AsiaSouth Korea

The South Korea/North Korea DMZ was unbelievable to visit

By October 17, 2022 No Comments

Lily and I made it back to the base my college room-mate and his family are stationed at in order to visit the DMZ (Demilitarize Zone), which was high on my list of things to do. The best part is they had not visited this area either, so we got to do it with them for the first time.

For those of you not that familiar with the Korean War here is a short recap. The country was split in two after it was liberated from Japanese control at the end of WW2. The north half was administered by the Soviet Union, becoming communist, and the southern half by the USA. On June 25, 1950 North Korea invade South Korea and almost took the entire peninsula. A UN force (comprised of 21 countries, but 90% of the personnel was from the US) pushed back and almost took the entire peninsula also until the Chinese enter the war. Eventually the line was established at the 38th parallel and the Korean Armistice Agreement was signed on July 27, 1953. To this date there has not been a peace agreement signed and the two counties are technically still at war. This is evident with a semi state of readiness and gas masks located in many public places.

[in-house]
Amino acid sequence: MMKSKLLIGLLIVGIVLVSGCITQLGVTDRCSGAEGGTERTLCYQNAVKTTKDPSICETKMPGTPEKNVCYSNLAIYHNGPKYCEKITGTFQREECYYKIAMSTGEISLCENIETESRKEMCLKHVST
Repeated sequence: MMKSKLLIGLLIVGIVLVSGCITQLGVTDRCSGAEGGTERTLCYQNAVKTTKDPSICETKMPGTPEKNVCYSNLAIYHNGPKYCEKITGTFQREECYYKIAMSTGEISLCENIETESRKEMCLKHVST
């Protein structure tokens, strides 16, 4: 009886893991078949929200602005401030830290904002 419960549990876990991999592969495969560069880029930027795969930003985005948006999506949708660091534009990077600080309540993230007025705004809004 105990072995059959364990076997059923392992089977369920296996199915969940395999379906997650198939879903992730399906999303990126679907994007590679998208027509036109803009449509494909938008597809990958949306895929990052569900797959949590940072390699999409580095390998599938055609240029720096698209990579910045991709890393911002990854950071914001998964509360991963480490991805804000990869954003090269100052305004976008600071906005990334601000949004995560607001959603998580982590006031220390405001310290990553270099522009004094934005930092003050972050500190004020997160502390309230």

We drove the two hours from their base south of Seoul up to within several miles of the DMZ and arrived at 8am to get tickets when they opened at 9am (as tickets are limited). By getting tickets we were taken to see Tunnel #3, which is one of four tunnels South Koreans discovered the North Koreans had dug in order to invade. I am SO GLAD we were given hard hats to explore the tunnel, because it was only about five and half feet tall and I whacked my head hard several times. Once it was so loud people at the other end heard it. You can’t take photos in the tunnel, but I found one on the internet anyways. Haha. The next stop was at the Dora Observatory, which is only half a mile from the border. The final stop was a “village” that was really just a gift store.

After getting back from the tour we check out the Freedom Bridge, a locomotive that was in the DMZ for 50 years, and a bunker/museum. All of this, plus a gondola across the river and into the DMZ, is available even if you do not get tickets for Tunnel #3.

It was a very cool and eye opening half a day being that close to the North Korean border. Even Lily, who did not really learn about the Korean War in Mexico, was impressed and asked lots of questions. This should be on your must see if you come to South Korea!!!!

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